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Encountering Titus as a Young Journalism Student

TitusBrandsma.450As a junior high student at the Cathedral of St. Raymond’s in Joliet, Illinois I was given the opportunity to attend a journalism class at Joliet Catholic High School, run by the Carmelites. I jumped at the chance. It was titled the “Titus Brandsma Journalism Class.”

As an eighth grader. I had no idea who Titus Brandsma was. I would soon find out. Our instructor, Father Kevin Shanley, O. Carm., made Titus’ life story required reading.  It was a compelling read. I was struck by how one man dared to stand up to the Nazis, their ideology and their inhumane treatment of those who stood in their way.

Most impressive to me, was the fact that those persecuted shared little in common with Titus other than their humanity. He needed no other reason to stand up for them, those without a voice. Given multiple opportunities to walk away, he chose to stand by his beliefs.

Father Kevin focused our attention to Titus the journalist. Even while founding the Catholic University of Nijmegen, he still edited a newspaper. He championed freedom of the press and freedom of educational well before the start of World War II. He hailed his heroic efforts to bring a letter, written of his urging, from the Council of Bishops of Holland to the editors of 17 Catholic publications. It detailed how they were to deny the Nazi efforts to add content to and censor their publications. These letters were hand delivered by Titus.

His continued ministry while imprisoned in Dachau has been well documented, as have his mistreatment and murder. His life and death as a martyr for the freedom of the press led to his beatification and canonization.

All of the above are well documented facts but what impact did this have on me? What impact should this have on all of us.

Personally, I witness daily those in need, the homeless, the hungry, those battling substance abuse and personal demons, they too need a voice. I have found numerous agencies in my area to work with such as Habitat for Humanity and the Northern Illinois Foodbank. I hope to provide a voice for my neighbors in need. I do not pretend to have the personal courage of Titus; I am not sure if I have the conviction of faith to give my life for a cause. That does not mean that, inspired by Titus and others, I cannot make a difference in the lives of others. The impact may not be as significant, the results as momentous, but nonetheless an impact.

All of us can benefit from the inspiration of Titus, whether it be in our community, nationally or internationally, life presents us with limitless opportunities to follow his lead.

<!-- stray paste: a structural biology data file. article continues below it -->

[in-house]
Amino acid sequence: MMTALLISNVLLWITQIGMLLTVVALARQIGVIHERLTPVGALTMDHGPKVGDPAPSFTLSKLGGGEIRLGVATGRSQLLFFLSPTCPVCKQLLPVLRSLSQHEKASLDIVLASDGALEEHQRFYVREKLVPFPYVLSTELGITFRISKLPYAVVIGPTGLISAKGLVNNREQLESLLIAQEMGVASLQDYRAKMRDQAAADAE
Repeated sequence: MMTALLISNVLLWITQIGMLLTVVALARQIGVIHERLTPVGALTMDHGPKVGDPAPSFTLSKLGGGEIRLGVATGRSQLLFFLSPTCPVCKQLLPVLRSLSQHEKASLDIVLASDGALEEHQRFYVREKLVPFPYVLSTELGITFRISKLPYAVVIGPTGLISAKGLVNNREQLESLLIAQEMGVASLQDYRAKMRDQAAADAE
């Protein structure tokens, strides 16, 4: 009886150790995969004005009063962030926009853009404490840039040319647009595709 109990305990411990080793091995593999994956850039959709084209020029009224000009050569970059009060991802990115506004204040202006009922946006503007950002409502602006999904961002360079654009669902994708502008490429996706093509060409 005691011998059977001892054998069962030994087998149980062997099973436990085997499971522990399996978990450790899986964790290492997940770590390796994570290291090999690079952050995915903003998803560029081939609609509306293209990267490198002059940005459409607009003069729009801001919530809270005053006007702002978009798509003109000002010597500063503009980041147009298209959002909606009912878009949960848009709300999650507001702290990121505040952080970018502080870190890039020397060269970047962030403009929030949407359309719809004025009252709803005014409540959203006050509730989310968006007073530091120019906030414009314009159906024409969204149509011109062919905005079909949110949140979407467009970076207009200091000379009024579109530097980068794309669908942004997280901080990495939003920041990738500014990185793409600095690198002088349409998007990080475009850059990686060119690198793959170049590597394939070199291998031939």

This leads us to the legacy of Titus. We need to tell his story to our children. We live in a world where the truth can, at times, seem elusive. Our young students would be well served hearing the story of one man. Committed to the truth, compelled to share that truth and show the conviction of his principles.

The lesson of the true costs of freedom and what one man was willing to sacrifice need to be shared with future generations. If not for Father Kevin, I can truthfully say that I would know little of Titus’ legacy. His veneration to sainthood would have gone almost unnoticed. All in spite of receiving my high school education at a Carmelite high school.

While we have all read of the heroic efforts of soldiers on D Day and at the Battle of the Bulge, little time is spent passing along the narrative of lives such as Titus. It was no less heroic than the afore mentioned. He also provides an example of how all us can and should resist crimes against humanity. He provides a wonderful narrative of a human being who was willing to fight for those who shared neither a common faith, ethnic origin or national roots. Most Importantly, they shared humanity and needed to be protected and their story needed to be heard.

If we hope to find a Titus in among us, his story needs to be told, unedited. It is easy to ignore crimes against humanity when we are not personally affected. History, specifically Titus’ story, shows us this is not a good idea.

As we celebrate the legacy of Titus at occasion of his canonization, there is no better way to do so than by telling his story.

Zelo zelatus sum pro domino deo exercituum.

Bill Bayci

“Joliet Catholic High School - Class of 1974"

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